Thursday, October 6, 2016

Southern Circuit: Donald Cried (Rhoades)

Front Row at the Movies

Meet the Filmmaker Behind “Donald Cried”
Reviewed by Shirrel Rhoades

The scenery is unfamiliar to Key West: Mounds of dirty snow on each side of the street, a taxi plowing its way through the slush. This is the homecoming for Peter Latang as he returns to Rhode Island to collect his grandmother’s ashes. Little is he expecting to hook up with a ghost-from-the-past, his old high-school friend Donald.

An unlikely twosome, at first glance. Peter looks the part of a New York banker, neatly trimmed hair, insulated from the world with a scarf and topcoat. Donald, on the other hand, clad in his baggy jeans and hooded coat, flashes a crazed gaze from behind his thick glasses, sporting wild and unruly hair, a bristly beard, and the toothy smile of a dog reunited with its old master.

Like a bad dream, Peter can’t shake Donald. Forced by circumstances to ride in his van from one old haunt to the next, Peter finds himself thrust into a past that he’s tried to put behind him.

This is the premise of an off-kilter buddy movie, “Donald Cried.” It will be showing Monday night at Tropic Cinema as second in the Southern Circuit Tour of Independent Filmmakers.

A 6 p.m. Champagne Reception will welcome Jesse Wakeman, the co-writer and lead actor in this brilliant character study. The 37-year-old filmmaker will be here to introduce his movie and take questions afterward.

We got a jump on the questions, catching him between planes as he plies the Southern Circuit with his new film. These screenings in 21 Southern communities are funded in part by a grant from South Arts, a regional arts organization, in partnership with the National Endowment for the Arts. The series is sponsored locally by Jean Carper.

“I had a real figure in my life like Donald,” admits Jesse Wakeman. “It’s a universal thing, that old friend from high school who somehow remembers you as his best friend.”

His two partners had similar experiences.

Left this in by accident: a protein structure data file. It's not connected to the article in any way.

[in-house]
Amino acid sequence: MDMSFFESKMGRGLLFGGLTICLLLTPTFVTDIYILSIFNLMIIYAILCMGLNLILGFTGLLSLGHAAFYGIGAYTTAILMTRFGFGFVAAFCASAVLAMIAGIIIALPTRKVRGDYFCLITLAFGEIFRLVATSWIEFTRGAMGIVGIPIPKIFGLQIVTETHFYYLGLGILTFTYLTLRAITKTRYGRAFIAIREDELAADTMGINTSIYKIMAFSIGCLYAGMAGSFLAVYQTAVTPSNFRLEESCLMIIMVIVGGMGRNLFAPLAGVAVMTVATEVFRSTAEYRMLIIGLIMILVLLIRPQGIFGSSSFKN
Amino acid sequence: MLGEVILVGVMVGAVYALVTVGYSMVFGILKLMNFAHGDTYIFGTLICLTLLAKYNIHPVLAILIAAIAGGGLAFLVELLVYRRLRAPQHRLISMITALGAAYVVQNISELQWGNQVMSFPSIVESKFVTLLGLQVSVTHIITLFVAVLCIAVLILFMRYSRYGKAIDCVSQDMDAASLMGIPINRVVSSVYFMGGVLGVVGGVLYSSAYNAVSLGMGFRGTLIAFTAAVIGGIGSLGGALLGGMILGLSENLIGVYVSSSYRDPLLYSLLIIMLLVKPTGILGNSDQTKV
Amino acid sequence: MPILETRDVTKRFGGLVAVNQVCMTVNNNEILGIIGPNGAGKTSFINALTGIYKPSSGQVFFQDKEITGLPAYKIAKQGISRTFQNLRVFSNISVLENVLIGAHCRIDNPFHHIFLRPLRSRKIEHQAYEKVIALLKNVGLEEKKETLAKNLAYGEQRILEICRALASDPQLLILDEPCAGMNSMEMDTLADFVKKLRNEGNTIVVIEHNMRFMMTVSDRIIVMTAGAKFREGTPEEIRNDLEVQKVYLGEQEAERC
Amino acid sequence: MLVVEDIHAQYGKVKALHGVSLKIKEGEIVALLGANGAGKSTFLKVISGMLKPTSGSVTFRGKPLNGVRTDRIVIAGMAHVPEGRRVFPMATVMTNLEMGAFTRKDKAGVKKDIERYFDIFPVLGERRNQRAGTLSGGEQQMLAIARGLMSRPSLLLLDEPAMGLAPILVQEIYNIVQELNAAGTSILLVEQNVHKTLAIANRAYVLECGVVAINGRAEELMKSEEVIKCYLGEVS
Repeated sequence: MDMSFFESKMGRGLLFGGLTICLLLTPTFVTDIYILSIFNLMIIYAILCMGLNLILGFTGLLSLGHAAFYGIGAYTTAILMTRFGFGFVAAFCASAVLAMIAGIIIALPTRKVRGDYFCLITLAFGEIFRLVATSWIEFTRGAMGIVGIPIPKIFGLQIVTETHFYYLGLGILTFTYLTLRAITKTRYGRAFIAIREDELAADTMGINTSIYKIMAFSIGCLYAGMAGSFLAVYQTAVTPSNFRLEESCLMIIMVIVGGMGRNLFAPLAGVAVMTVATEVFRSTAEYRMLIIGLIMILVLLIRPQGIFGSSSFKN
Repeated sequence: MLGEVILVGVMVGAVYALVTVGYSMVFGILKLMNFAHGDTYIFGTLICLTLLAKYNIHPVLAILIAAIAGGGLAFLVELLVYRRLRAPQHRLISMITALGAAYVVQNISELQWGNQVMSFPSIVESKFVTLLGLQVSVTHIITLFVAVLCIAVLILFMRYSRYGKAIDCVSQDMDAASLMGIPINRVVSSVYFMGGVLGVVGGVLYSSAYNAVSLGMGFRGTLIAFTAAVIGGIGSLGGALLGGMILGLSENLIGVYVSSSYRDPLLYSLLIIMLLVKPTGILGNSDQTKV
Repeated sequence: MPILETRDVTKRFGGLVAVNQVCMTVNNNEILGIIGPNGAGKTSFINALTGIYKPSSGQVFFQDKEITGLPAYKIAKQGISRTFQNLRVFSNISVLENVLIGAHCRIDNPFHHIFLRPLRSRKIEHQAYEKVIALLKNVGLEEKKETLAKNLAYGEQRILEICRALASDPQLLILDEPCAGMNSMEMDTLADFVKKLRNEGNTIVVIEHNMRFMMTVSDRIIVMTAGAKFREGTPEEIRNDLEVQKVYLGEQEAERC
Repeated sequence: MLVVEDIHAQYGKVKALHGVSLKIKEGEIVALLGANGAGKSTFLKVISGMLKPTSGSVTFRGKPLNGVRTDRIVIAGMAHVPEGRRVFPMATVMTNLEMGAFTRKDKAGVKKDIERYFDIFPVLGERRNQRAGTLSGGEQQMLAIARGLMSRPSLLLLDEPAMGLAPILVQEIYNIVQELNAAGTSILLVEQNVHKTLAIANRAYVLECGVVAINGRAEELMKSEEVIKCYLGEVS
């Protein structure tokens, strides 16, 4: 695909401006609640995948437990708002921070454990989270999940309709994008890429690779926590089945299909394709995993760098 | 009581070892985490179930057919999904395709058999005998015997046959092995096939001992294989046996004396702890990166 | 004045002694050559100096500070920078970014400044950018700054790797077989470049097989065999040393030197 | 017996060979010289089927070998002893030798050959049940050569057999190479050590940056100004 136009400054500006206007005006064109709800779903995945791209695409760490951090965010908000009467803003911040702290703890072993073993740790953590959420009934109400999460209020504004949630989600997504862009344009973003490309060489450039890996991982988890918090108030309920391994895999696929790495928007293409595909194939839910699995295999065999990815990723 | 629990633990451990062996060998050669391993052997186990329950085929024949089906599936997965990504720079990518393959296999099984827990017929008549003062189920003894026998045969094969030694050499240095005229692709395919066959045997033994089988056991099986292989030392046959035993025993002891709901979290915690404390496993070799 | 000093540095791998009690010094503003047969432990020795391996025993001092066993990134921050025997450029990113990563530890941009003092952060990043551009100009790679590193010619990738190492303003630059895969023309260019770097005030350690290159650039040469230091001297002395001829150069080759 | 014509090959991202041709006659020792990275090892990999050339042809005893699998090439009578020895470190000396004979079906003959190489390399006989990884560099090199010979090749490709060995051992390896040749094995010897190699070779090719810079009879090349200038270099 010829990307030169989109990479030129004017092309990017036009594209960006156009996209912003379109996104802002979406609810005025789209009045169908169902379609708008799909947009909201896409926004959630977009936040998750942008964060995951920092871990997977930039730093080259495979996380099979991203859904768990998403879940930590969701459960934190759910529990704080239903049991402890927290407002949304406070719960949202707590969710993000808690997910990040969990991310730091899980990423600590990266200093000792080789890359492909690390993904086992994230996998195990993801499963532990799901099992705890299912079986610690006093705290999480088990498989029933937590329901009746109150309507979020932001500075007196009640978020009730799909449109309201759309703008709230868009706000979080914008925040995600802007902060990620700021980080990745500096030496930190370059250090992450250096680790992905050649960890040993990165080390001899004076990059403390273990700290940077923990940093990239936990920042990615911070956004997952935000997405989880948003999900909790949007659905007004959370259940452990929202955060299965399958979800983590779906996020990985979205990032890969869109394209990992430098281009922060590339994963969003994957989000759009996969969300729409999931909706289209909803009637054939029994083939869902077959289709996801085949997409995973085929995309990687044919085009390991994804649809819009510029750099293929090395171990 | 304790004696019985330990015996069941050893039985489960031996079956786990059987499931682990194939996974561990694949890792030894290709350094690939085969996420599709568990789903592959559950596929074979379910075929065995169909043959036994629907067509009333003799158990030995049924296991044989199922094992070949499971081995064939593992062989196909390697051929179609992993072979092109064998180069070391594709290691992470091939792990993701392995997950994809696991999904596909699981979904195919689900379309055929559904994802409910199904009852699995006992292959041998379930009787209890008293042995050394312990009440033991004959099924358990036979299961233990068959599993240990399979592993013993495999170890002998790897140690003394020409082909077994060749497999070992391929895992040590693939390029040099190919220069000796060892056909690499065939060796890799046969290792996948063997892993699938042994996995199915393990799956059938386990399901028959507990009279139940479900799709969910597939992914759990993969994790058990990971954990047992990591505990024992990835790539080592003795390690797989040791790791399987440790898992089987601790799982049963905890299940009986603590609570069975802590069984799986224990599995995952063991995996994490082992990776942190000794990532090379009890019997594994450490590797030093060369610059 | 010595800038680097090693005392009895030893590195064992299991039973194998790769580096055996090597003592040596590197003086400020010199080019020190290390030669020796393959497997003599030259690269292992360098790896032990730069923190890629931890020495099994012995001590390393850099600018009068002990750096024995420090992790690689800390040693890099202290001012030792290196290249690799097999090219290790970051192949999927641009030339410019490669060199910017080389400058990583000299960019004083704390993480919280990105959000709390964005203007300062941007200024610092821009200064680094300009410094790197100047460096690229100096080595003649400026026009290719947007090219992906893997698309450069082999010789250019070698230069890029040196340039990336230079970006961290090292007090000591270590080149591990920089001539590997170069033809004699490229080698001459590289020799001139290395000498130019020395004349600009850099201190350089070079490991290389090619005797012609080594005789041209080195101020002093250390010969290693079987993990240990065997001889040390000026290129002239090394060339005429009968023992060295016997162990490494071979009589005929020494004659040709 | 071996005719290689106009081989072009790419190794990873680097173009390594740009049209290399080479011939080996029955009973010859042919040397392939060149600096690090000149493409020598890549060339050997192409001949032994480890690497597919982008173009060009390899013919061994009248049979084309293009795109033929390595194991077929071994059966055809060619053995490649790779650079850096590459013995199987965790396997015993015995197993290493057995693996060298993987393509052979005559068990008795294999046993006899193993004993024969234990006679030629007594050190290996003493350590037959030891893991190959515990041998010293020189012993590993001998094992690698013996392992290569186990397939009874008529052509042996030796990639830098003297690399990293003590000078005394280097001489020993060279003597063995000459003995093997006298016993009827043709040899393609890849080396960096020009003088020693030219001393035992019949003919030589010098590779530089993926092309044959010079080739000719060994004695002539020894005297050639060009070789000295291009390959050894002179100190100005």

Co-writer Kyle Espeleta and Wakeman went to high school together in a small Northern California town. Co-writer and director Kris Avedisian grew up in Rhode Island.

In “Donald Cried,” Jesse Wakeman provides a stoic foil as Peter. Kris Avedisian gives us a manic Donald, a pathetic figure who is as desperate to hang onto the past as Peter is to put it behind him.

Donald’s vulnerability is offset by Peter’s guilt. The film is at the same time funny, poignant, and painful.

The threesome -- Jesse, Kyle, and Kris -- started out making short films. “Honestly, we were just trying to find a way to make a legitimate movie,” Wakeman tells the story. A 2012 short version of “Donald Cried” seemed to resonate with audiences, so they decided to do a feature-length version. “How can our small crew with no money do it?” was the question they asked themselves.

So they raised the funds privately, through a small group of investors in Rhode Island and New York. “That’s what allowed us to get the movie off the ground. Our producer Kyle Martin was critical to getting the film made, making the production come together. Friends and family took on roles with the movie. The van that Peter and Donald drive around in the film was Kris’s own car,” Wakeman points out the austerity of the production.

Kris Avedisian is usually found behind the camera. “But he would sometimes do a goofy character,” recalls Wakeman. “He developed it through trying out the character, talking out loud, while driving his van around Warwick. And then Kyle and I came up from New York, and we shot the short in two days. And then the feature followed.”

“Donald Cried” has the feel of real life. Its small-town verisimilitude may remind you of “Nobody’s Fool” or “Beautiful Girls.”

How much was improvised? “It actually stuck close to the script,” says Jesse Wakeman. “After all the years of planning and developing the film, we pretty much knew the lines. And being from small towns, we’d all lived it.”

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